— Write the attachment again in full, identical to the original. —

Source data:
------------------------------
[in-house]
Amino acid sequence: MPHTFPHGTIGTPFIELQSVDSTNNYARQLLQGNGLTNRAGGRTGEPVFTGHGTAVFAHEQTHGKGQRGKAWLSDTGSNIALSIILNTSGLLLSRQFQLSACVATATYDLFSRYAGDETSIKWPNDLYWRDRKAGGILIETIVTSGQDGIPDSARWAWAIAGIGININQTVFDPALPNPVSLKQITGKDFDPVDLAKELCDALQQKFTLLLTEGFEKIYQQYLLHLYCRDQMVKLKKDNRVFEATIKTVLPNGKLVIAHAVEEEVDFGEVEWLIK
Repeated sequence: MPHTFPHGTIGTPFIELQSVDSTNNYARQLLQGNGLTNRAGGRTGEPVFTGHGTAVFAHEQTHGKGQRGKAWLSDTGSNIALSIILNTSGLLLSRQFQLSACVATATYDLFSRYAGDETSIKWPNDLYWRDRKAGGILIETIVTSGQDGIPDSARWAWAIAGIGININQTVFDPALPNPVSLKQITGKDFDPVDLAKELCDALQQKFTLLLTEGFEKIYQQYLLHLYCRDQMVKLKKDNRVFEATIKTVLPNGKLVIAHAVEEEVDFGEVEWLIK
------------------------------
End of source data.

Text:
[in-house]
Amino acid sequence: MPHTFPHGTIGTPFIELQSVDSTNNYARQLLQGNGLTNRAGGRTGEPVFTGHGTAVFAHEQTHGKGQRGKAWLSDTGSNIALSIILNTSGLLLSRQFQLSACVATATYDLFSRYAGDETSIKWPNDLYWRDRKAGGILIETIVTSGQDGIPDSARWAWAIAGIGININQTVFDPALPNPVSLKQITGKDFDPVDLAKELCDALQQKFTLLLTEGFEKIYQQYLLHLYCRDQMVKLKKDNRVFEATIKTVLPNGKLVIAHAVEEEVDFGEVEWLIK
Repeated sequence: MPHTFPHGTIGTPFIELQSVDSTNNYARQLLQGNGLTNRAGGRTGEPVFTGHGTAVFAHEQTHGKGQRGKAWLSDTGSNIALSIILNTSGLLLSRQFQLSACVATATYDLFSRYAGDETSIKWPNDLYWRDRKAGGILIETIVTSGQDGIPDSARWAWAIAGIGININQTVFDPALPNPVSLKQITGKDFDPVDLAKELCDALQQKFTLLLTEGFEKIYQQYLLHLYCRDQMVKLKKDNRVFEATIKTVLPNGKLVIAHAVEEEVDFGEVEWLIK